Oklahoma Has High Number Of Domestic Violence Cases, Report Says

The new report from the Oklahoma Domestic Violence Fatality Review Board says more than 100 people were killed because of domestic violence in each of the last four years.

Monday, February 19th 2024, 5:14 pm



Oklahoma ranks second in the nation for women being killed by men and second for domestic violence overall.

The new report from the Oklahoma Domestic Violence Fatality Review Board says more than 100 people were killed because of domestic violence in each of the last four years.

The CEO of DVIS says the laws in the state need to change to better protect victims. For example, if you stab a stranger, you face a charge of assault with a deadly weapon and up to life in prison. If you stab your partner or spouse, it’s assault with a dangerous weapon and only up to ten years in prison.

"It's probably never been as dire as it is right now,” said Tracey Lyall, the CEO of DVIS.

Lyall says seeing the number of people killed because of domestic violence in Oklahoma each year is heartbreaking. Tulsa County ranks the highest in the state for domestic violence.

"It intersects with so many problems that we have as a state. I think we have to do better in all of those areas in order for it to impact the homicide rate,” said Lyall.

The Oklahoma Domestic Violence Fatality Review Board says the state averaged 114 victims of domestic violence homicides each year from 2019 to 2022. That’s up from 90 victims killed a year from 2011 to 2018.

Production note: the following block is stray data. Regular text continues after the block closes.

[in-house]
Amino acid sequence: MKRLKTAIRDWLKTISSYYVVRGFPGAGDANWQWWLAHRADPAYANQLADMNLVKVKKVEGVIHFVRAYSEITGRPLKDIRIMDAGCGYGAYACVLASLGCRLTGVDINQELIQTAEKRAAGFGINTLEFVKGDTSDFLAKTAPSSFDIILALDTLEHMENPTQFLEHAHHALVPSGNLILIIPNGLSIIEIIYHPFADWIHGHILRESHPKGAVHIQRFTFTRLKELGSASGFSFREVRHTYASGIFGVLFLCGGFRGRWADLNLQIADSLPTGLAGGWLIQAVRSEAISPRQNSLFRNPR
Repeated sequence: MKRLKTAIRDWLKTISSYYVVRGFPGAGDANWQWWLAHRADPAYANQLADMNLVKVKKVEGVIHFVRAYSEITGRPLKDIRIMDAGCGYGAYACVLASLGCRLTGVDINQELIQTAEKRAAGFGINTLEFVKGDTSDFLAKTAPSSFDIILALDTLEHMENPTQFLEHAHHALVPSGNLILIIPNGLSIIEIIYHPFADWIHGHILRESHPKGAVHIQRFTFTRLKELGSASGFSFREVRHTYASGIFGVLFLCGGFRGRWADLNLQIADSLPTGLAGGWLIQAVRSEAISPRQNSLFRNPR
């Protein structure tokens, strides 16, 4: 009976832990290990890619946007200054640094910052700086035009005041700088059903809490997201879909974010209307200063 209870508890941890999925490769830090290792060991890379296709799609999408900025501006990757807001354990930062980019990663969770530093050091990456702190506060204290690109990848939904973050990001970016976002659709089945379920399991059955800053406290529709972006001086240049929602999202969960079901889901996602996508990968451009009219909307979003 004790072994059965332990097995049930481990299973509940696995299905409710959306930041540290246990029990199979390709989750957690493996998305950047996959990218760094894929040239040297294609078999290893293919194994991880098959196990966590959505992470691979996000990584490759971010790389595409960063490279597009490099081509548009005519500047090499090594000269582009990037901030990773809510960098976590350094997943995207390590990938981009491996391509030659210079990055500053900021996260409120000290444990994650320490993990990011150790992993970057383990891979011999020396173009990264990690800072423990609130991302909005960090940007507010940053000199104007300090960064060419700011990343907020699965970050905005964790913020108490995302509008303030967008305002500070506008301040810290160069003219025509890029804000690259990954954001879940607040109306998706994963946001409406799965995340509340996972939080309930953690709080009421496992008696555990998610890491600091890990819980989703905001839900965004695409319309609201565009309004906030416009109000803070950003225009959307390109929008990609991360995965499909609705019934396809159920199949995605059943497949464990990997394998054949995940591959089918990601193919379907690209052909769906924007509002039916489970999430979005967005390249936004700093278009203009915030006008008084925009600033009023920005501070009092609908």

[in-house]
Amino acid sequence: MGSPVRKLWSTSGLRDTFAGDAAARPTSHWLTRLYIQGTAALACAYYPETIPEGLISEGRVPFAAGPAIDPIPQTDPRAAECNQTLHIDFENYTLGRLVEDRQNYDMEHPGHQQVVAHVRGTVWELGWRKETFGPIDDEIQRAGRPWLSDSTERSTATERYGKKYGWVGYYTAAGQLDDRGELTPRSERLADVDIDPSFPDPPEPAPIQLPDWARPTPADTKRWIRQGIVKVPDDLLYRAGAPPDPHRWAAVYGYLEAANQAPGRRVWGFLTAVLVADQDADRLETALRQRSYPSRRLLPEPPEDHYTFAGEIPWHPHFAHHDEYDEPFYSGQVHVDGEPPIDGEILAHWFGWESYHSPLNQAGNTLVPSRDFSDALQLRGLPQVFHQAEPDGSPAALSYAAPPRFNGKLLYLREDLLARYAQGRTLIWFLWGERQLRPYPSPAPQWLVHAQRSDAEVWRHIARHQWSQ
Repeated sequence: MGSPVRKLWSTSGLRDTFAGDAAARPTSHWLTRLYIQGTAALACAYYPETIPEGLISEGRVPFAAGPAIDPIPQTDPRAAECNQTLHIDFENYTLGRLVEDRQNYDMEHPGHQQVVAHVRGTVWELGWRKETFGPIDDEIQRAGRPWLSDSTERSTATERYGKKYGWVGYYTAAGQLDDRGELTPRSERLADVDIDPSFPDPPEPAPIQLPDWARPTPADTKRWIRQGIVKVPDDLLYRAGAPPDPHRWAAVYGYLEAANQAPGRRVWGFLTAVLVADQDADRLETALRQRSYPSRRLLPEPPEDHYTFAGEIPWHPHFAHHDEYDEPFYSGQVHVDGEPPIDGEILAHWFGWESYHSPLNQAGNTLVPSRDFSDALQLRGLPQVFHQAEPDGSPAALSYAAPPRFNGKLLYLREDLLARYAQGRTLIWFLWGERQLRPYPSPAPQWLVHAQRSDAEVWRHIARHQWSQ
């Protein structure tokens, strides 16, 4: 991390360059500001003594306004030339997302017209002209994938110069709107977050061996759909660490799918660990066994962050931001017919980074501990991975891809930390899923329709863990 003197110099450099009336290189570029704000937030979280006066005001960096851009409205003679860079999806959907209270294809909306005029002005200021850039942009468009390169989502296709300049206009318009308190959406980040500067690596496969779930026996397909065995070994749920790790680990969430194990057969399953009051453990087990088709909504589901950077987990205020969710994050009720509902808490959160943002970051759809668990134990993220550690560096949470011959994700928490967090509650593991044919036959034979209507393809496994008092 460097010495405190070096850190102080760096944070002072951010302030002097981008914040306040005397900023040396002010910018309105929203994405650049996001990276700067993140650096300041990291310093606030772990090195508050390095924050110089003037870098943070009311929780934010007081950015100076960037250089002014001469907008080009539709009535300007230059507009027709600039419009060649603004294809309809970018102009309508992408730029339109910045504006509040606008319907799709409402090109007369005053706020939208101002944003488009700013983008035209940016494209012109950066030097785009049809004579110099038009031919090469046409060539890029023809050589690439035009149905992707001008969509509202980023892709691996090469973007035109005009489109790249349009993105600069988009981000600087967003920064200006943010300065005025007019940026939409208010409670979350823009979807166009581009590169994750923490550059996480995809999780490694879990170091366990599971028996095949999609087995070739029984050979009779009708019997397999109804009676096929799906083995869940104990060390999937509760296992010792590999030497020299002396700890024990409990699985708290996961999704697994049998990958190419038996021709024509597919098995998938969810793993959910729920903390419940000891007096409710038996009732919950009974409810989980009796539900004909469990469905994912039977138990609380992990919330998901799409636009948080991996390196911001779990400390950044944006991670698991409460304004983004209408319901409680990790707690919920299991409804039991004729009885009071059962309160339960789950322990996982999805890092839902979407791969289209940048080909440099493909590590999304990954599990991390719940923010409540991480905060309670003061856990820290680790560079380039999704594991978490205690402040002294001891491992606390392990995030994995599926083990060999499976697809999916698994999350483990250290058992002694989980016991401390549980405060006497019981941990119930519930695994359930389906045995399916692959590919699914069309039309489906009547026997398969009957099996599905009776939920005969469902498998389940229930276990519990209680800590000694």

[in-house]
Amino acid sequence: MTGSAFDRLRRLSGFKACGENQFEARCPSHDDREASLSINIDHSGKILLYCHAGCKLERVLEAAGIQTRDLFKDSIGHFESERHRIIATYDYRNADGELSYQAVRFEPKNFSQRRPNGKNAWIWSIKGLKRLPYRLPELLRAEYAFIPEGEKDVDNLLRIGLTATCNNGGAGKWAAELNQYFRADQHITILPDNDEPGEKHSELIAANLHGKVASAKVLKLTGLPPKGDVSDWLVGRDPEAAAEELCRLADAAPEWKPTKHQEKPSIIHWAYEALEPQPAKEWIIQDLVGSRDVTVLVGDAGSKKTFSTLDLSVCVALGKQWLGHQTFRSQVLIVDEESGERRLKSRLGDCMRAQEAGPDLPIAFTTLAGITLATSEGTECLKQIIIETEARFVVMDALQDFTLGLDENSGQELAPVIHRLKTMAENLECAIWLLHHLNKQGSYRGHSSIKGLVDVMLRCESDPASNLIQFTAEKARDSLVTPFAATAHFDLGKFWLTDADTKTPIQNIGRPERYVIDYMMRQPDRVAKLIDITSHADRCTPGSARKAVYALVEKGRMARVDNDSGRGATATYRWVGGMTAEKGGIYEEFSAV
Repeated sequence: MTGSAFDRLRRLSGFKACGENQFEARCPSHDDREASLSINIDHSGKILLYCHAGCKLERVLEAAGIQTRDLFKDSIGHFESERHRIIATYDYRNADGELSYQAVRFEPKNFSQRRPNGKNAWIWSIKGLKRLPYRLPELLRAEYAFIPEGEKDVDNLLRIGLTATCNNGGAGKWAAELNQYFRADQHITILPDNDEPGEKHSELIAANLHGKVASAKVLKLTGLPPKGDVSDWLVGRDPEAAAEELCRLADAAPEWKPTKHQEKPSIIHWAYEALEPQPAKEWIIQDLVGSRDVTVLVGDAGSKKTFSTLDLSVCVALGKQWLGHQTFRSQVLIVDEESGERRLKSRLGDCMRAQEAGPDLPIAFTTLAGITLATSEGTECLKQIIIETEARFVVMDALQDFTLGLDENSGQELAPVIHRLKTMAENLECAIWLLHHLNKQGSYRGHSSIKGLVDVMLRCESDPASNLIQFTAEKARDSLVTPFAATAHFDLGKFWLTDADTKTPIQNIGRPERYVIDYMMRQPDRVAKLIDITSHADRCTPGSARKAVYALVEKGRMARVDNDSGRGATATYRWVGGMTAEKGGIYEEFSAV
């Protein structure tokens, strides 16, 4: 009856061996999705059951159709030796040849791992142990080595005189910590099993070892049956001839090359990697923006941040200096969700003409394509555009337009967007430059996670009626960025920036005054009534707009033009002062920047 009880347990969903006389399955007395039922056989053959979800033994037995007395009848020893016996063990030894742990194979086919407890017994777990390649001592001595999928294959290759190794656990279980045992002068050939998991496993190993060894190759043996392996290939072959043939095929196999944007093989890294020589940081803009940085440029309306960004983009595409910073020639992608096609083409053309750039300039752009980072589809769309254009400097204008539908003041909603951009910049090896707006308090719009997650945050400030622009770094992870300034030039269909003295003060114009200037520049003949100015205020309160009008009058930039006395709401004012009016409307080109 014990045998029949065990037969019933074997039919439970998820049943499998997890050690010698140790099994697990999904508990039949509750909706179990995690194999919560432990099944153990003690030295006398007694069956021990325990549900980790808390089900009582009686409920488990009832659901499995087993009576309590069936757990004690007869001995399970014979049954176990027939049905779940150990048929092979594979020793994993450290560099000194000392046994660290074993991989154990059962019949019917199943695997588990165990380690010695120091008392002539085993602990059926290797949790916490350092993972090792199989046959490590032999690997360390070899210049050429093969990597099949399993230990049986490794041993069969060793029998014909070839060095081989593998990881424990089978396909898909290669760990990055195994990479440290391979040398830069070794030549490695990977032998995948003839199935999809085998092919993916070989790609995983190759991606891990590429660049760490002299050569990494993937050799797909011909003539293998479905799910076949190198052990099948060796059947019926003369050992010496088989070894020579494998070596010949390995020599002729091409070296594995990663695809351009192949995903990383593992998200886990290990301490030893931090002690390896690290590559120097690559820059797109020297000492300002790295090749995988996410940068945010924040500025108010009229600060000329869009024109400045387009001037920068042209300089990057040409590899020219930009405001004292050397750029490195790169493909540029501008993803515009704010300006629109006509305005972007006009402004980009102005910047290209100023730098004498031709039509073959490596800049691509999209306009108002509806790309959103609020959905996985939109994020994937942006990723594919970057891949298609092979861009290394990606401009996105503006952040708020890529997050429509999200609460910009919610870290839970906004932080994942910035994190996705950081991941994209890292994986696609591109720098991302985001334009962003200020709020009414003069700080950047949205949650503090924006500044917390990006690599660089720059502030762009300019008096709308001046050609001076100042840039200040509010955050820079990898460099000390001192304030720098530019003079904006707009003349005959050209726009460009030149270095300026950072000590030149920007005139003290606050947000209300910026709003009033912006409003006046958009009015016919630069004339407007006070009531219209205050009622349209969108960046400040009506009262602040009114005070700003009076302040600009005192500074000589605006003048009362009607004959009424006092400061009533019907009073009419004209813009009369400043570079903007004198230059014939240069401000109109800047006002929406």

"The laws certainly don't help enforce that our state is behind domestic violence victims. I mean, those laws need to be changed,” said Lyall.

The board recommends more funding for victim services like DVIS, changes to state law, and training for law enforcement and 911 dispatchers. Lyall says it’s been more than 20 years since there's been an increase in state funding for victims’ services, but demand for help is only rising.

"When we look at the domestic violence homicides, many of them are people that have never set foot in our doors, who have never come for services,” says Lyall.

Two senate bills have been introduced this legislative session, one that would make domestic strangulation an 85% crime and one that would create harsher punishments for people who violate a protective order. Lyall says more needs to be done to keep victims safe.

"We see the number of people who walk in the door here every day, and we work until we can see the last person who has come through the door."

DVIS says help is available 24 hours a day. If you are a victim of domestic violence or you know someone who is, you can call 918-743-5763.

logo

Get The Daily Update!

Be among the first to get breaking news, weather, and general news updates from News on 6 delivered right to your inbox!

More Like This

February 19th, 2024

April 18th, 2024

April 9th, 2024

April 9th, 2024

Top Headlines

April 19th, 2024

April 19th, 2024

April 19th, 2024

April 19th, 2024